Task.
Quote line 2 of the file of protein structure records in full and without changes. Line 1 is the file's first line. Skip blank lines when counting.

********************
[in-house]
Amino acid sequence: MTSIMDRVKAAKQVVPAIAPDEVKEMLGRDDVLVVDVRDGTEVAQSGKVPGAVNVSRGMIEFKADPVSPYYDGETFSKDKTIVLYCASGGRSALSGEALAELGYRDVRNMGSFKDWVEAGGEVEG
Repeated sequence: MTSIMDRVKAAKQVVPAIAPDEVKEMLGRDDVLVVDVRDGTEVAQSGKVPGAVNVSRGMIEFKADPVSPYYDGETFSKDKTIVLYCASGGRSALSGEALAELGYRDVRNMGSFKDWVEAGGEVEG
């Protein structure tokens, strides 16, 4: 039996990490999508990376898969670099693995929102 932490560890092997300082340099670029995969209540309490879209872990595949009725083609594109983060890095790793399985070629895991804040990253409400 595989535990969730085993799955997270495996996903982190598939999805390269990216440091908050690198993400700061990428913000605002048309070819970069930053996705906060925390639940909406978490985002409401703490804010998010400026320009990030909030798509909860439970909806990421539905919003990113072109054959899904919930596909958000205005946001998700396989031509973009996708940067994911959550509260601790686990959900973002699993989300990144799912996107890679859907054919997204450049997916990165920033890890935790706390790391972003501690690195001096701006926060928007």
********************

Amino acid sequence: MTSIMDRVKAAKQVVPAIAPDEVKEMLGRDDVLVVDVRDGTEVAQSGKVPGAVNVSRGMIEFKADPVSPYYDGETFSKDKTIVLYCASGGRSALSGEALAELGYRDVRNMGSFKDWVEAGGEVEG